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Toledo doctor responds to proposed Ohio bill urging health departments to 'promote and distribute' unapproved COVID-19 treatments

Ivermectin and Hydroxychloroquine are two of the drugs that would be required, according to the text of the new bill.

TOLEDO, Ohio — There's a new bill in the Ohio House that may change how COVID-19 is treated.

It's House Bill 631, and it would require health departments across the state to "promote and increase the distribution of" COVID-19 treatments that haven't been approved by the FDA. That includes Ivermectin and Hydroxychloroquine.

RELATED: Ohio GOP reps introduce bill to expand access debunked COVID-19 cures

WTOL 11 spoke to the Vice President of Health and Safety for ProMedica, Dr. Brian Kaminski. 

Kaminski says while he can understand why people would rush to unproven treatments in the early days of the pandemic when information about COVID-19 was limited, he simply can't fathom why politicians would push the drugs now after years of testing has proven they are completely ineffective as treatments for the virus.

RELATED: No, ivermectin isn't effective in treating COVID-19

The text of the bill states its purpose is to "promote alternative drugs and therapies for the treatment of COVID-19."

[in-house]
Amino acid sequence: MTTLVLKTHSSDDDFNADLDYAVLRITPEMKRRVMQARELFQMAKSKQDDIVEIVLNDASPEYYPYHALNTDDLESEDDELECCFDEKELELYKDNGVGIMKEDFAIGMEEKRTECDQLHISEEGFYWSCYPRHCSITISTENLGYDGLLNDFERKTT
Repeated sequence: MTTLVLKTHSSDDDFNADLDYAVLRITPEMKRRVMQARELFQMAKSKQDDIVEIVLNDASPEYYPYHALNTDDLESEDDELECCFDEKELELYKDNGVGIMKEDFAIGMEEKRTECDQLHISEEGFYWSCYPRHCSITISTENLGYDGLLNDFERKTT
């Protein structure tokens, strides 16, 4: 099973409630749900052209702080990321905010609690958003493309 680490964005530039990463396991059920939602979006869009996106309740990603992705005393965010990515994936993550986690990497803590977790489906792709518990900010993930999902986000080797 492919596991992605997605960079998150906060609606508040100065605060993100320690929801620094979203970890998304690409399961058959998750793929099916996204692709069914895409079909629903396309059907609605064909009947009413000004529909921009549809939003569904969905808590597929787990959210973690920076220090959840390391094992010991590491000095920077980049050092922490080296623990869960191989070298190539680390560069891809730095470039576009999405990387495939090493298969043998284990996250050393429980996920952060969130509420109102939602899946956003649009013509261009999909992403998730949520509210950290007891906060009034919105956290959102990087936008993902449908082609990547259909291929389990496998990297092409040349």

Kaminski says not only are there a host of vaccines and medications already available that have been proven to be effective, but he also says Invermectin's own manufacturer, Merck, warns their product is not supposed to be used to treat the virus and could have side effects when taken improperly.

Kaminski says the idea of health departments promoting and distributing medicines for a purpose not approved by the FDA or any medical boards will likely reduce the quality of Ohio's health outcomes.

RELATED: Ohio senator joins anti-vaccine panel with others hyping debunked COVID treatments like gargling bleach

"Just the notion of introducing medications that do not demonstrate that efficacy bring us a step backwards. Our hope is that we can continue doing what we have been doing in prescribing drugs that we know that work and that don't create more confusion," Kaminski said. 

We reached out to the main sponsor of the bill and the Toled-Lucas County Health Department for comment but did not receive a response at the time of this writing.

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